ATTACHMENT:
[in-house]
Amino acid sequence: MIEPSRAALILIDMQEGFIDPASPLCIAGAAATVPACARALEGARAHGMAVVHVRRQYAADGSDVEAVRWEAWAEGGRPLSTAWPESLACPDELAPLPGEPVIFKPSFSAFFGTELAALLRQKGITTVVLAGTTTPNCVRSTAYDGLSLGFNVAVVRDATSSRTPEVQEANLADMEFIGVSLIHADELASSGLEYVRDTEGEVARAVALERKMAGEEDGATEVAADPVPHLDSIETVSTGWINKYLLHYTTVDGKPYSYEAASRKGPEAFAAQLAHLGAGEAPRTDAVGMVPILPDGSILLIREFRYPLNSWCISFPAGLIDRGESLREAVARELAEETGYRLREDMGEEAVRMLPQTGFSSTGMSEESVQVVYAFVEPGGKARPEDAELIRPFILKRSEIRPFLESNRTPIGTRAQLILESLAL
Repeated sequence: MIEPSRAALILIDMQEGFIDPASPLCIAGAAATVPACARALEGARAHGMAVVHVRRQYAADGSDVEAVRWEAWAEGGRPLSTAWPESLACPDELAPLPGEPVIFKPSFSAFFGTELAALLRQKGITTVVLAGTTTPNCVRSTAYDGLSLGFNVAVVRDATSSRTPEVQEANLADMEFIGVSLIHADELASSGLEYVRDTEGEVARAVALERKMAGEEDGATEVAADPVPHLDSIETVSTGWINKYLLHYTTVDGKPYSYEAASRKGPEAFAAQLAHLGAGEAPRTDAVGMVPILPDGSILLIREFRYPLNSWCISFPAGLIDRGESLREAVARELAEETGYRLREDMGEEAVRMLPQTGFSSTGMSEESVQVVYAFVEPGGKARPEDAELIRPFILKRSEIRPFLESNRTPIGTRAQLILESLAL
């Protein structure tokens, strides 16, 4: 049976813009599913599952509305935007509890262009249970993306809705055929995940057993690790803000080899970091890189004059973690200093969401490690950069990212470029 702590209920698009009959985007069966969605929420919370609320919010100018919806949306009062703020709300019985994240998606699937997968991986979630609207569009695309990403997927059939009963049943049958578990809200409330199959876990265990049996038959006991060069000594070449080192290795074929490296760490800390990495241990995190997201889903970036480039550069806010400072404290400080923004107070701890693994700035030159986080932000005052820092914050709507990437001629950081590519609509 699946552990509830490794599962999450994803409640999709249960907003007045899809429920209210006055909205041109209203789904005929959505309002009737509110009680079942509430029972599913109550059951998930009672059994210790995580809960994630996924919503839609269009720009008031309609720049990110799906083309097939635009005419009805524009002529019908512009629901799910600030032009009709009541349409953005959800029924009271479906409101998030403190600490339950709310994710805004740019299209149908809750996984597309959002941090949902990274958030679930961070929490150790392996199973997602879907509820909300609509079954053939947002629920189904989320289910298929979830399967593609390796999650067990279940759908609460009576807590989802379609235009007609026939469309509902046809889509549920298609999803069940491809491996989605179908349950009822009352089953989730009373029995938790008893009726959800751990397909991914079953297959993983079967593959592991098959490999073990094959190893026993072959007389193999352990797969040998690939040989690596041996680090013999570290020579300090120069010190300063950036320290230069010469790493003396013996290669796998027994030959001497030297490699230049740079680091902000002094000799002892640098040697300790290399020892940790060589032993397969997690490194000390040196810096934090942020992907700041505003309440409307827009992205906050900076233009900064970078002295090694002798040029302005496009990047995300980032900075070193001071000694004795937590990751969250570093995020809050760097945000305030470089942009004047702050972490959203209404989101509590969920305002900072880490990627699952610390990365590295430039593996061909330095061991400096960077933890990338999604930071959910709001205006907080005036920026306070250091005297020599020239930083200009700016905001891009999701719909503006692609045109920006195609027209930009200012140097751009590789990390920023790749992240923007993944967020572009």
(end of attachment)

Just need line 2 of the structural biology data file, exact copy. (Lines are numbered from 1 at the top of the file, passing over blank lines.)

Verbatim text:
Amino acid sequence: MIEPSRAALILIDMQEGFIDPASPLCIAGAAATVPACARALEGARAHGMAVVHVRRQYAADGSDVEAVRWEAWAEGGRPLSTAWPESLACPDELAPLPGEPVIFKPSFSAFFGTELAALLRQKGITTVVLAGTTTPNCVRSTAYDGLSLGFNVAVVRDATSSRTPEVQEANLADMEFIGVSLIHADELASSGLEYVRDTEGEVARAVALERKMAGEEDGATEVAADPVPHLDSIETVSTGWINKYLLHYTTVDGKPYSYEAASRKGPEAFAAQLAHLGAGEAPRTDAVGMVPILPDGSILLIREFRYPLNSWCISFPAGLIDRGESLREAVARELAEETGYRLREDMGEEAVRMLPQTGFSSTGMSEESVQVVYAFVEPGGKARPEDAELIRPFILKRSEIRPFLESNRTPIGTRAQLILESLAL